When I first heard that Walter Isaacson would be writing a biography on Steve Jobs in 2008, I thought the task would be an impossible one. I wondered how Isaacson would compose an even-handed, comprehensive portrait of a figure famous for his “reality distortion field” (through which Jobs convinces himself and others that his reality is the only truth). Surely, Jobs would insist on full editorial control over the biography’s content, which could stifle any attempts to tarnish his status as arguably the greatest CEO who has ever lived.

Incredibly, Jobs did just the opposite of what people expected of him; he refused even to read the book before it was published, even though he was incredibly forthcoming in his more than 40 interviews with Isaacson. This decision, along with Isaacson’s unflagging determination to resist Jobs’ tendency to wholly “distort reality” and present an accurate, multi-faceted narrative, made the biography better than I ever could have imagined. It was a fascinating, thought-provoking, even touching retrospective on one of the most polarizing, popular figures of recent history.

Most people know the basic story. An arrogant punk named Steve drops out of college, starts a company (which he inexplicably decides to name after a fruit) out of his parent’s garage. That arrogant punk eventually gets kicked out of said company, and then—like a phoenix from the ashes—saves Apple, Inc. from the brink of bankruptcy, and eventually transforms it into one of the most profitable companies in the world.

Isaacson’s biography, of course, tells this story in painstaking detail; unsurprisingly, it serves as the backbone for the entire book, the central narrative around which all of the events of Jobs’ life revolve. The biography introduces many unexpected nuances within this now mythic tale—Jobs’ many product failures, his capacity for unbelievable cruelty, his notorious and frequent temper tantrums—but the story we all know and love is left largely intact and true to conventional knowledge. If this well-known, admittedly fascinating narrative was the only aspect of Jobs’ life covered in this book, I would advise you to ignore the book and merely Google Steve Jobs and the evolution of Apple’s products.

But it’s not. On the contrary, Isaacson’s biography also presents a treasure trove of revealing details about a man who, despite his immense public presence, was extremely guarded about his personal life, to the point where even members of Apple’s board did not know when Jobs first was diagnosed with cancer. Some of these unexpected facts, even if they are not widely circulated, were likely available on the Internet before the biography was published—like the fact that Jobs, at age 23, got his girlfriend pregnant and then, in a characteristic act of his own type of reality distortion, initially denied paternity and child support. Or the fact that Jobs was adopted, and his Syrian father owns a chain of restaurants in the United States. Or the fact that, even into his middle age, he would frequently adopt bizarre diets—such as eating just fruit for weeks on end—and fast for days, just to cleanse himself.

But other facts—the details of Jobs’ life that lend the book its essential vitality and authenticity—would never have been discovered without this biography. For Isaacson, the venerable biographer known for his critically acclaimed books on Albert Einstein, Benjamin Franklin, and Henry Kissinger, was not content with merely channeling his unprecedented access to Jobs onto the page. Rather, Isaacson tirelessly checked Jobs’ statements against those of his family, friends, co-workers, and enemies in order to extract essential truths about Jobs’ existence, to reveal the authentic human being beyond the veil of reality distortion.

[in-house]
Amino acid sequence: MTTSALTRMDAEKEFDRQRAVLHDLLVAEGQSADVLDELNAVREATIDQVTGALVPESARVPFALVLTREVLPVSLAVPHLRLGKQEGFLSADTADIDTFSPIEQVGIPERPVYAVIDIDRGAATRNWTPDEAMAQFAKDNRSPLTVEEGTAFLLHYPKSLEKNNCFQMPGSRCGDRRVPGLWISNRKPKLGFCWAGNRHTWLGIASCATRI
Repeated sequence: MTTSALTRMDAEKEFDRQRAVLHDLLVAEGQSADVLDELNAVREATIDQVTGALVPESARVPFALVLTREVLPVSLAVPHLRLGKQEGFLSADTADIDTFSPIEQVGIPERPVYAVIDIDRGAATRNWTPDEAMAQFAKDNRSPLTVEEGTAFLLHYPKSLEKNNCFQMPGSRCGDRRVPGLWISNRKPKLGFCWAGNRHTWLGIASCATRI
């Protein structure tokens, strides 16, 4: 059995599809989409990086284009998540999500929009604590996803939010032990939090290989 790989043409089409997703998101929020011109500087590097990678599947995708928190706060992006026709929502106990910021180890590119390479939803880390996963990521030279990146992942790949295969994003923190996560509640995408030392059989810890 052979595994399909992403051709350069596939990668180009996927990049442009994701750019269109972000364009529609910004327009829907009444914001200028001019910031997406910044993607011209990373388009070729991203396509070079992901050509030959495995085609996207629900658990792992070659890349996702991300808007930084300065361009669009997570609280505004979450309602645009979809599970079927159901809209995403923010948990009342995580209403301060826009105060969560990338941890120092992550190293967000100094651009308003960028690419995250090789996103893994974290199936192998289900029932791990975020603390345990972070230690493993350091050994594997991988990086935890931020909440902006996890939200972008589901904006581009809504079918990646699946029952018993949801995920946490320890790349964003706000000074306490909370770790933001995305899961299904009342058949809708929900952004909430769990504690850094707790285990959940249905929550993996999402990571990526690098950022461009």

In other words, we receive a convincing approximation of what it must have felt like to be in the same room as Jobs, both at his best—a groundbreaking creative thinker who could inspire his peers to accomplish the impossible—and at his worst—a brutal perfectionist who perceived everyone and everything as either “the best” or “complete shit.” In fact, Isaacson demonstrates that these two aspects of his personality were not dichotomous but rather mutually dependent. His genius, largely rooted in his ability to repackage pre-existing ideas—such as graphical computer interfaces, portable music players, and cloud computing—in order to completely establish new cultural paradigms and trends, depended on his ruthless pursuit for perfection and efficiency.

But even this description of Jobs’ character, while accurate, does not embody his full complexity. There is an intensely emotional, even romanticized, aspect of Jobs’ personality. In his corporate life, this romanticism manifested itself as an unceasing drive to create beautiful products. But in his personal life, his intense aesthetic vision made him simultaneously alienating and inspiring, cold and forthcoming.

In the end, Jobs wished desperately for people to comprehend why he fought so tirelessly to make the world a more beautiful place. Towards the end of the biography, Jobs explains why, despite his fears, he allowed Isaacson to continue the project:

“‘I wanted my kids to know me,’ he said. ‘I wasn’t always there for them, and I wanted them to know why and to understand what I did.’”

While I don’t know whether Jobs’ children will know more about their enigmatic father after reading this book, I can say with confidence that, after reading Isaacson’s incredible biography, I certainly did. Even if you disagree with the man and everything he stood for, “Steve Jobs” by Walter Isaacson is reading essential for understanding how, and why, Jobs forever transformed our relationship with technology and design.

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